Amazon's throwing its hat into the Set-Top Box ring by unveiling the Fire TV, a device that works like Roku or Apple TV in delivering digital content to your TV sets. At the reasonable price of $99, Fire TV is compatible with Netflix, Hulu Plus, Pandora and obviously Amazon Instant Video and Amazon Prime. And while it's compatible with Showtime's digital on demand service Showtime Anytime, it isn't compatible with HBO Go. You may be asking yourself, "Do I need this?" Let's take a closer look at what this device has to offer and how it stacks up against the other devices out there.
Note: This is NOT a review of Fire TV. I haven't used the device. This analysis is based the recently released information on Amazon's new set-top box.
What's a set-top box?
First of all, if you've never owned a set-top box, I guess the best way to to describe its use is to say that they deliver streaming video content to your TV. You may already be using your smart TV, smart Blu-ray player and/or video game consoles to deliver your Netflix, Amazon Prime and/or other streaming content to your television. A set-top box is an alternative to that, and possibly a better one depending on the interface and speed/quality that your current set-up is offering. And each set-top box seems to come with their own set of additional features beyond streaming videos, like the MP3 and image streaming that Fire TV offers, for example. A set-top box will require a wifi connection to access that online content you're trying to send to your TV, but as it's hooked up to your home network, you might also get home-sharing capabilities, depending on the device. As is the case with a tablet or a smart phone, which one to get and whether or not you really need it probably depends a lot on what you'd be using it for.
What does Fire TV offer?
Now let's look at what the Fire TV promises:
Voice search "that actually works" - You should be able to speak the name of a movie, TV show, actor, director or genre into the remote and it'll give you what you ask for.
Quad-core processor has more than 3x the processing power of its competitors (Apple TV, Chromecast, Roku 3). There's a dedicated GPU, 4x the memory of the mentioned competitors and "stunning 1080p HD video and immersive Dolby Digital Plus surround sound.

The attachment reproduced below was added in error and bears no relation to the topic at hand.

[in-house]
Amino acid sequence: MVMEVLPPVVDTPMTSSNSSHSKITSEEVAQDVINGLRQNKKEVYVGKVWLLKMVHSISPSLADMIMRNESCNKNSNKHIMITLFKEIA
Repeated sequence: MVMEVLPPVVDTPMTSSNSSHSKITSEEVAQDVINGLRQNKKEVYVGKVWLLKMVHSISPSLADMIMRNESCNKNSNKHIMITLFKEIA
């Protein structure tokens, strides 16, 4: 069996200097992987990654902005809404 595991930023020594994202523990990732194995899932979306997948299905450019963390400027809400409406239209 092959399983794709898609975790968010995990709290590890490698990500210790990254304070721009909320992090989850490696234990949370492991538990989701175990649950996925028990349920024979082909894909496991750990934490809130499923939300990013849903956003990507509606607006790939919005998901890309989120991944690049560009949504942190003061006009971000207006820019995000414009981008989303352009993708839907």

Easy to use - it arrives pre-registered so you should be able to just plug it in and start watching right out of the box.
ASAP feature guesses what you like and pre-buffers them so they're ready to watch once you hit play.
Fling Amazon TV shows and movies from your phone or tablet to your Fire TV using Second Screen. Mirror content from your Kindle Fire to your TV. Amazon says this will be available for iPad/iPhone later this year, and "You can also wirelessly mirror your tablet display to your Fire TV with Kindle Fire, as well as other Miracast-enabled phones or tablets starting later this year."
Good games at a good price - Amazon's release lists Minecraft, Monsters University, The Walking Dead and other games among the ones available to play through Fire TV and the average price for them is about $1.85. You can play the games with the Fire TV remote or Amazon's gaming controller.
Amazon FreeTime helps you monitor how your kids use it, when they use it and how often. Trying to find a way to limit your kid's digital video and game intake? Seems like this'd be the way to do it, as FreeTime lets parents set limits on what their kids see and set time limits for types of content and times of day. Note that FreeTime Unlimited is a subscription service, and if you're a parent and a Kindle Fire owner, you may already be familiar with it.
X-Ray for movies lets you see more info about movies, TV shows and music. That's another Kindle feature that appears to be adapted for this new device.
Use it to see your pictures and videos on your TV through Amazon's Cloud device.
Use it to stream music through your TV - It's compatible with Pandora and also Amazon MP3, iHeartRadio and more.
It's compatible with a lot of major digital streaming services, including Netflix, Amazon Instant Video, Hulu Plus, Crackle, YouTube, Showtime Anytime, WatchESPN, Bloombert TV, Vevo and Pandora. Flixster's also on the list, which is worth noting since I recently discovered I couldn't stream Flixster content from my iPad to my Apple TV through Airplay. And that brings us to...
How does it stack up against Roku and Apple TV?